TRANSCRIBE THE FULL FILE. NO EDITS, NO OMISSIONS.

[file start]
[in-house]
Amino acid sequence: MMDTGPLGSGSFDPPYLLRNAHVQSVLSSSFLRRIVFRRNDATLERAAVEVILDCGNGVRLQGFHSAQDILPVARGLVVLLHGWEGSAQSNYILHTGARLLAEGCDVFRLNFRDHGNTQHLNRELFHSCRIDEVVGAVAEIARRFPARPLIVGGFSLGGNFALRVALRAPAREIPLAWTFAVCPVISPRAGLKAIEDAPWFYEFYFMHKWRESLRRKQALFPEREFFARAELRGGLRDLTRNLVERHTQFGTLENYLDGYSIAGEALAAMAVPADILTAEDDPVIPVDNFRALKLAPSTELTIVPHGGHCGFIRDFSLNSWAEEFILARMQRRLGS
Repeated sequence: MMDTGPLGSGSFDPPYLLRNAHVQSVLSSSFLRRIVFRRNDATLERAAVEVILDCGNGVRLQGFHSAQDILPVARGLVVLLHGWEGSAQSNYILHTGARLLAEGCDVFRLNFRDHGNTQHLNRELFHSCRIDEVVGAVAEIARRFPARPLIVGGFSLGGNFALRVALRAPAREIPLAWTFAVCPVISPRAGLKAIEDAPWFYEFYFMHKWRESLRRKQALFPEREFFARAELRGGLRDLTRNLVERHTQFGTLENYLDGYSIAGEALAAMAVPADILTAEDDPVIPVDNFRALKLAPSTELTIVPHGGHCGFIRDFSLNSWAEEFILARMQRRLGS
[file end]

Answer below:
[in-house]
Amino acid sequence: MMDTGPLGSGSFDPPYLLRNAHVQSVLSSSFLRRIVFRRNDATLERAAVEVILDCGNGVRLQGFHSAQDILPVARGLVVLLHGWEGSAQSNYILHTGARLLAEGCDVFRLNFRDHGNTQHLNRELFHSCRIDEVVGAVAEIARRFPARPLIVGGFSLGGNFALRVALRAPAREIPLAWTFAVCPVISPRAGLKAIEDAPWFYEFYFMHKWRESLRRKQALFPEREFFARAELRGGLRDLTRNLVERHTQFGTLENYLDGYSIAGEALAAMAVPADILTAEDDPVIPVDNFRALKLAPSTELTIVPHGGHCGFIRDFSLNSWAEEFILARMQRRLGS
Repeated sequence: MMDTGPLGSGSFDPPYLLRNAHVQSVLSSSFLRRIVFRRNDATLERAAVEVILDCGNGVRLQGFHSAQDILPVARGLVVLLHGWEGSAQSNYILHTGARLLAEGCDVFRLNFRDHGNTQHLNRELFHSCRIDEVVGAVAEIARRFPARPLIVGGFSLGGNFALRVALRAPAREIPLAWTFAVCPVISPRAGLKAIEDAPWFYEFYFMHKWRESLRRKQALFPEREFFARAELRGGLRDLTRNLVERHTQFGTLENYLDGYSIAGEALAAMAVPADILTAEDDPVIPVDNFRALKLAPSTELTIVPHGGHCGFIRDFSLNSWAEEFILARMQRRLGS